The health of “Mr. Newham and the strangers” was then drunk; the Noble Earl proposed “the honours,” which Mr. Francis led off and met with a vigorous response.


Mr. NEWHAM returned thanks, expressing the pleasure he always felt in coming to chess meetings. He had attended one of the previous meetings of the Yorkshire Chess Association; and that had created in him such a desire to renew his visit that nothing but ill health had prevented him from attending then Halifax meeting.  Now, however, he had brought with him three other players; he only regretted their numbers were so small.  But this he thought was owing to the season of the year in which the meetings were held; and he therefore begged the committee to consider this hint.  It gave him great pleasure at these meetings to meet with veteran players, men who like the noble Earl and Col. Staunton, had known all the great players of the last century.  (Hear.)  The noble Earl had thrown out a hope that the example of the Yorkshire Chess Association would be followed by other counties.  He would say for Nottingham, that when he and his friends returned they would do their best to establish a Nottingham Union; - (hear) – but he feared they were so situated, not being in the centre of a chess neighbourhood, as not to be able to get up a meeting except they had a sort of pledge or promise from the best Yorkshire players that they would venture to Nottingham.  However, the Nottingham Chess Club would be proud and happy if any of the Yorkshire players would visit their chess assembly for chess, dancing and cards – (a laugh) – on the 7th of December.


Mr. PARRAT said he dare almost guarantee the attendance of all the strong players of Yorkshire in the event of the formation of a Nottingham Union.  Perhaps he was presuming too far. – (Cries of “No, no.”)


Mr. RHODES said he believed he could guarantee an attendance of six from Leeds.  (Applause.)


Mr. CRONHELM – And four from Halifax.  (Renewed applause.)


Mr. SHEPHERD – And I think I may without any presumption guarantee five from Wakefield.  (Renewed applause.)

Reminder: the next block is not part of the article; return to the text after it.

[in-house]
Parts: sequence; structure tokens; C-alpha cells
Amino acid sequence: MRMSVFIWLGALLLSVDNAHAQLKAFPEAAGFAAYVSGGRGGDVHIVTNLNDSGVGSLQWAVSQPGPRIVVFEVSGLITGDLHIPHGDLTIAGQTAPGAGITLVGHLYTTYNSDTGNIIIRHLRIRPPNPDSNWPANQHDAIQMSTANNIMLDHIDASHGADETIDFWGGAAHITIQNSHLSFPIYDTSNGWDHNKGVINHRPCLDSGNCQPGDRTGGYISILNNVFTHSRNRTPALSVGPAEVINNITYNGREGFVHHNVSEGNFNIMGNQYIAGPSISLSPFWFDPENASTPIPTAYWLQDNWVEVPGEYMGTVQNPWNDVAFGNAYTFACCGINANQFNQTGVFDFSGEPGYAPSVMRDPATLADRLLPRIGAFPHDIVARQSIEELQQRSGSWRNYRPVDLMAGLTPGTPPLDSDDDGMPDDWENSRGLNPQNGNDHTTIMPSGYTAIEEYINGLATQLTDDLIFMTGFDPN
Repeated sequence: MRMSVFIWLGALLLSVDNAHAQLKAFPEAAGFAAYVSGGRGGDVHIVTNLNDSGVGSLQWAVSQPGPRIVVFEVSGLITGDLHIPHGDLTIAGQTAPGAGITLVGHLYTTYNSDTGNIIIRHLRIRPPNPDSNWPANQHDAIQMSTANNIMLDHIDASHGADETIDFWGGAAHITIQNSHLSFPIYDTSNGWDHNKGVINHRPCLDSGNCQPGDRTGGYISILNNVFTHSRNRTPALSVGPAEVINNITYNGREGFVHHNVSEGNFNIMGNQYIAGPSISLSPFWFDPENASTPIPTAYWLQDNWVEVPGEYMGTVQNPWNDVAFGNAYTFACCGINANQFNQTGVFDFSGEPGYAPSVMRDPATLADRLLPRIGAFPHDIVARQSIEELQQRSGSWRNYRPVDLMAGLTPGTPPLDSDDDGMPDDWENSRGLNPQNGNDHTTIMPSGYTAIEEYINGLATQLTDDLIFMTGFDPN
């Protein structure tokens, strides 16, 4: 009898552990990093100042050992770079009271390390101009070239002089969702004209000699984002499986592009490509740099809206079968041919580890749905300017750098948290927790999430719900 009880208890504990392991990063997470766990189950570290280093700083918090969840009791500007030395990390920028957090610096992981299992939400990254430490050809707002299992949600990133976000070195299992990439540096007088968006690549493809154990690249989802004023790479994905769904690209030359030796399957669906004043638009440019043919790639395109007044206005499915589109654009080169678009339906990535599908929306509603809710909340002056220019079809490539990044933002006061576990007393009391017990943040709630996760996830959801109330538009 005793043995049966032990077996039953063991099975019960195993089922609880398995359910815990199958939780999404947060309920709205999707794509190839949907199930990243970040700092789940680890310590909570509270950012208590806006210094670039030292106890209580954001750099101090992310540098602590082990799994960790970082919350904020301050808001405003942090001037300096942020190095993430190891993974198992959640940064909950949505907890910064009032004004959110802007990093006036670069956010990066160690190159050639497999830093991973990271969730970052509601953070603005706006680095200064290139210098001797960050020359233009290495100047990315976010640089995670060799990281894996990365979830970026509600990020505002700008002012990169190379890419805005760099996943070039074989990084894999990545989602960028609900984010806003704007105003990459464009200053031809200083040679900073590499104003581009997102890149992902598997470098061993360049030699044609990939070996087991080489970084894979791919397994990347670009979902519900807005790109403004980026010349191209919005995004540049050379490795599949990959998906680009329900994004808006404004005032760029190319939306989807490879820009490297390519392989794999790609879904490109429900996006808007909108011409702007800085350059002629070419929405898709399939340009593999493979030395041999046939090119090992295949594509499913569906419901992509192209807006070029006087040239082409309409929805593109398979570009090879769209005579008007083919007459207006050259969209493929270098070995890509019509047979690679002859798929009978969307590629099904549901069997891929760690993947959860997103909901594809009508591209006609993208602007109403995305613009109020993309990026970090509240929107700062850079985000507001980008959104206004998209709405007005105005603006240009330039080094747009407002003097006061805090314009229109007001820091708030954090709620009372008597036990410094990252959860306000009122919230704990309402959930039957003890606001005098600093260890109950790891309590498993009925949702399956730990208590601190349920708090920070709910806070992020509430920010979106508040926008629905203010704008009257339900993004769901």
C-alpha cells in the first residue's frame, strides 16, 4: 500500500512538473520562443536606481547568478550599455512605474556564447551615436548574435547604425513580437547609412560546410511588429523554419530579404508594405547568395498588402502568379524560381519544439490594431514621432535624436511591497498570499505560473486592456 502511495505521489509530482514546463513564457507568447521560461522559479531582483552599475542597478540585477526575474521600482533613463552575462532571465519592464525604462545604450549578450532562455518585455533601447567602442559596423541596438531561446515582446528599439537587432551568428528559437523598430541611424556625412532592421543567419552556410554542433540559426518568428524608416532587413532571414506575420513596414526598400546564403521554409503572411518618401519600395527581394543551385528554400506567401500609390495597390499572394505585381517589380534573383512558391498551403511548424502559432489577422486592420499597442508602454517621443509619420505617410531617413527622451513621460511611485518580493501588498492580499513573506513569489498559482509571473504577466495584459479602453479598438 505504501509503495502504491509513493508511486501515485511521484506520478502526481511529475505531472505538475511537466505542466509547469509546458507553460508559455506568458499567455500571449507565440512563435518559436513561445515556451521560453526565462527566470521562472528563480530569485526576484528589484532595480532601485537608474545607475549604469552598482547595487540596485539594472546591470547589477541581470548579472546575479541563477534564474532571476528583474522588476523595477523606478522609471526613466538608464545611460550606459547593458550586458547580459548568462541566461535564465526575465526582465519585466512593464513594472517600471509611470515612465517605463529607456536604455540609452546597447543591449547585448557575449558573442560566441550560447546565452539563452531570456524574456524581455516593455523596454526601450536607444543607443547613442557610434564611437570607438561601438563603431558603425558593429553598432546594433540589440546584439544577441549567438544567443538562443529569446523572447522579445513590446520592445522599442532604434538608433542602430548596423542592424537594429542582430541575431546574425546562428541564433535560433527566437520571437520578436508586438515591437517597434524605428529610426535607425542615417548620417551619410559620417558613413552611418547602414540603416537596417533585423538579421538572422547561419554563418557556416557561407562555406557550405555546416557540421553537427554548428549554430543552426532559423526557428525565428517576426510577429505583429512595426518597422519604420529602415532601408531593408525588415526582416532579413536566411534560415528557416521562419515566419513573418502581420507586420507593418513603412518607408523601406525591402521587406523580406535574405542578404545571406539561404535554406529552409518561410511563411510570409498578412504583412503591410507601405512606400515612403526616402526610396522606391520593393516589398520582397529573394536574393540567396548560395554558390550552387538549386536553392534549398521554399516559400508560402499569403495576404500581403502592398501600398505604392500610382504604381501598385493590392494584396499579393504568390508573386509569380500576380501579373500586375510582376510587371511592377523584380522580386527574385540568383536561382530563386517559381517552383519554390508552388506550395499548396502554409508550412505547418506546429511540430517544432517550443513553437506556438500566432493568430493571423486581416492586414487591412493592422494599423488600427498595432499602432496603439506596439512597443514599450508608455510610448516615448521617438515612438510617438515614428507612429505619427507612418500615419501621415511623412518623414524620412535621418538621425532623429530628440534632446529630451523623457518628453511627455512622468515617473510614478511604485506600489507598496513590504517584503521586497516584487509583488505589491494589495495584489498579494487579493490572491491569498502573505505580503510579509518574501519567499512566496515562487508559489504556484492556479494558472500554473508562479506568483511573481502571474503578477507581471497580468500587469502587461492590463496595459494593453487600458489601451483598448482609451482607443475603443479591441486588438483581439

Mr. FRANCIS - And I think I can without any presumption guarantee one from Hull.  (Laughter and applause.)


The noble Chairman then gave “Mr. Parratt and the Huddersfield Chess Club;” and in so doing said it would be long ere he forgot the hospitality with which he had been received on that occasion.  (Applause.)


Mr. Parratt acknowledged the honour in a brief speech.


Mr. Cronhelm then proposed “The health of Mr. Staunton, of London, and success to him in his combat with M. St. Amant, of Paris.”  [This match was played in Paris from Nov. 14th to Dec. 20th 1843, and resulted in a win for Staunton.]


It was then after some discussion agreed that the next meeting of the Yorkshire Chess Association should be held at Leeds in the month of May, on the first Wednesday – the period of the meeting being changed from winter to spring with a view to obtain a still greater attendance of members.


The President at the request of the meeting than [sic - then] sang “Willie brew’d a peck of maut.”


The company then rose and playing was resumed and continued (with a slight interruption for coffee) to a late hour.  Among the games played during the day the following call for especial notice:-


The Earl of Mexborough’s play was worthy of a veteran trained in the campaigns of the great Sarratt.  His Lordship won 3 games, giving the Knight, from a strong Wakefield player.


Mr. Francis, of Hull, won 3 games from Mr. Dodson, of Nottingham, and 2 games from Mr. Cadman, of Leeds; but in a subsequent contest between these gentlemen, Mr. Cadman was the winner.


Mr. Neuberg, of Nottingham, won 1 game from Mr. Shepherd, of Wakefield; and their second game was drawn.


Mr. Wyrill [Wyvill] won 2 games of Mr. Cronhelm and 2 games of Mr. Francis.  In a contest of 4 games with Mr. Edwd. Cronhelm he won 1, drew 1, and lost 2.